Louis Partridge on becoming Sid Vicious in 'Pistol'


  1. “The people” can be wrong. They were wrong in 1933 in Germany and in the UK in 2016.  The lesson of Brexit was assuming a democratic vote was stronger than truth. Too many of us accepted the will of the people ahead of the lies they were fed. Worse - the issue was too serious for a weak Prime minister to rebut so he didn’t fight the nonsense. We’ve suffered deservedly. But being intelligent and pragmatic we can resolve the issue. Being smarter economic partners of Europe would be a sensible start to recovery despite the crossness that would get from ardent Brexiteers.

350m Brexit claim was 'too low', says Boris Johnson - BBC News


  1.  It isn’t easy. Spurn people who offer what I call “superglue solutions,” solutions that work instantly and apparently permanently. When anyone says “it’s very simple, quick and easy to fix” disregard them. My wife says I used to say this a lot. No more. Life is just a little bit too complex now as Ms. Truss discovered to her (and our) cost.

Loctite Original Universal Super Glue – 3g Tube. | Superglue | YPO


  1. Momentum is vital. If you’re in business try to create momentum and a sense of movement, news and action for your brand and your company. If you aren’t in business just refuse to get stuck in a rut. In business, momentum is something the big “supertanker” businesses find hard to create. So beware if you’re a big “supertanker” brand or market leader. Watch out for competitive, nimble destroyers, small and agile craft who have less to lose and lots to gain. 

sonic faster faster by XAMOEL on DeviantArt


  1. Get to work. I’m currently reading more about our mental health than productivity. Yes, of course mental health matters but so too does productivity. Since lockdowns my sense is we’ve become just a bit lazy. After Covid the people  who were economically inactive grew significantly, many of whom were unlikely to work again. Many of these had long term heath issues but many didn’t. Surely we must all improve our work ethic to make ourselves more successful.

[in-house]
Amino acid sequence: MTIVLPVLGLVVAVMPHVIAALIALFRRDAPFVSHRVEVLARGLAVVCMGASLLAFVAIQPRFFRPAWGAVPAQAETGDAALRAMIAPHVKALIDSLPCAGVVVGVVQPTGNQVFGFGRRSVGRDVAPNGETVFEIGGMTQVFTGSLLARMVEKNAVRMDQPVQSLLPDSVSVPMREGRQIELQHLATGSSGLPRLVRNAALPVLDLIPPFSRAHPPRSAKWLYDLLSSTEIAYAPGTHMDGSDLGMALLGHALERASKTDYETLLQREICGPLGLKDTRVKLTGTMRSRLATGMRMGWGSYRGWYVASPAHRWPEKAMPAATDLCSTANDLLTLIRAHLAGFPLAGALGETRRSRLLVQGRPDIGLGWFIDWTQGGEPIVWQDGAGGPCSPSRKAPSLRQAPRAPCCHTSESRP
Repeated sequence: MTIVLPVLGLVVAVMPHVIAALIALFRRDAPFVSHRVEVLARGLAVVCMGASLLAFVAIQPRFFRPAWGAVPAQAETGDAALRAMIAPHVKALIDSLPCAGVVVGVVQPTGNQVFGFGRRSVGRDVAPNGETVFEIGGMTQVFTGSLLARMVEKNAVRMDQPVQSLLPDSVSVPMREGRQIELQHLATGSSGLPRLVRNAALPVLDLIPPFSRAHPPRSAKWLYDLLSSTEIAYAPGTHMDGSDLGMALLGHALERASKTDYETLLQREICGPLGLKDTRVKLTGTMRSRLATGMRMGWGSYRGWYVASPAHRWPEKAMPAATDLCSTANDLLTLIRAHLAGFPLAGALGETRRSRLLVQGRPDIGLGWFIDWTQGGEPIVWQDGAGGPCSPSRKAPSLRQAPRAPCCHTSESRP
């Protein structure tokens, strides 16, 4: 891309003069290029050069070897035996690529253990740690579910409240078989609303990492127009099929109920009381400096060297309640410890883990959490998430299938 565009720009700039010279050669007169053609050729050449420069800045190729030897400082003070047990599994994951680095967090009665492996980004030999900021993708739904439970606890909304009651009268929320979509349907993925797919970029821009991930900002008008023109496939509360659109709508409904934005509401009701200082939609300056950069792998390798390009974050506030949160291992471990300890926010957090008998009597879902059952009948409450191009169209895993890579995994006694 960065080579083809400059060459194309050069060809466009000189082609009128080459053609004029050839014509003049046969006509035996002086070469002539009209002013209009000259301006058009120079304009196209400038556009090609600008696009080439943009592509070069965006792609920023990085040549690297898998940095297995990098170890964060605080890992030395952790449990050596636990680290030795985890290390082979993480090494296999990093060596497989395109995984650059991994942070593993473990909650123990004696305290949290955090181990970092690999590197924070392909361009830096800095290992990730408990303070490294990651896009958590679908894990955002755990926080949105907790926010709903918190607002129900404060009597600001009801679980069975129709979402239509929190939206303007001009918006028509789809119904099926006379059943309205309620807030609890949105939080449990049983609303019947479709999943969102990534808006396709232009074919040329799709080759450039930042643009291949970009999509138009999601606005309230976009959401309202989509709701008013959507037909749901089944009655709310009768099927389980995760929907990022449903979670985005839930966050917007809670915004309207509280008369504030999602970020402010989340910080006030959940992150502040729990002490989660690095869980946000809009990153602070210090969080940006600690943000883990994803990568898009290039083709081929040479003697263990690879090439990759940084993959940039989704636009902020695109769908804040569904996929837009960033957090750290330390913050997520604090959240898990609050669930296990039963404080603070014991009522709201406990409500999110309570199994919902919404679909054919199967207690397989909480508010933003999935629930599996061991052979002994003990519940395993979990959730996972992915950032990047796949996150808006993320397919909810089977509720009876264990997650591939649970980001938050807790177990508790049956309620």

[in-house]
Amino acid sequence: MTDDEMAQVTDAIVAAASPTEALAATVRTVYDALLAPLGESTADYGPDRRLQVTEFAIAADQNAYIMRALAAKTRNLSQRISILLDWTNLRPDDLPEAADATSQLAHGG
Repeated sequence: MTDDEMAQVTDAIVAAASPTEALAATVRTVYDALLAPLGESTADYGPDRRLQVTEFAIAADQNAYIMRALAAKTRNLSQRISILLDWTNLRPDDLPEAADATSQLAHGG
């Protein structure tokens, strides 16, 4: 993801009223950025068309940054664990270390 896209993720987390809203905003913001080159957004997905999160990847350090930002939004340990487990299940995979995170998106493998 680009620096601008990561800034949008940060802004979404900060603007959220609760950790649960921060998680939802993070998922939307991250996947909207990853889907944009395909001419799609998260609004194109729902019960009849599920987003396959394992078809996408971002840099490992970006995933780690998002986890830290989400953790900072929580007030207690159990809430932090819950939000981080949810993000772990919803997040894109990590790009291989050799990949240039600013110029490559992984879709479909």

The 'Work Hard & You'll Succeed' Mantra is NOT a Myth - The STRIVE


  1. Your customers – love them. The customers you have or have recently gained are more precious than those you hope to get. Customer loyalty is a prize too many businesses disregard (to their cost). Loyal customers need special attention especially when, as it is now, the going is tough for them - as well as you. Don’t relax your love, care and attention for them. They need you, not just your products. The harder you try to build your relationship with them the more of them you’ll keep. On a more personal level don’t take anyone for granted – your spouse, your relatives or your friends. It’s time to refresh friendships.

Love your customers, more than your products." | ADITYA BHAVSAR


  1. Be better not wacky. We hear a lot about the need for innovation nowadays, probably too much talk and not enough action given our collective, dismal track record in investment. But continuous improvement (this is the Japanese concept of Kaizen which stands for continuous improvement through evolution not just innovation) is what we really need. Breakthrough innovation is unusual and often resembles a solution seeking a problem rather than vice versa. Let’s focus on getting better not just getting interestingly different. After all “New Improved” has always been a compelling sales claim.

New Improved Rubber Stamp Royalty Free SVG, Cliparts, Vectors, And Stock  Illustration. Image 68343977.
  1. Make a resolution. 2023 should be our year for breaking the insidious grip of “doom-loop thinkers” with our own tough, positive thinking – “pragmatic optimism” if you like to call it that. It’s not the year to retrench, slow down or seem weak. One of the long term effects of Covid has been to undermine our ambition, make us lose our nerve and leave it to opportunists to make money. Happy Days will come, possibly by 2024 if we manage to be resolute, invest in the future and have self-belief in what we do. And remember pragmatic optimism. Pessimists just hate it. But so do competitors. On the other hand those close to you at work or at home should love it. 

Becoming A Pragmatic Optimist


         Happy New Year and remember hard work works.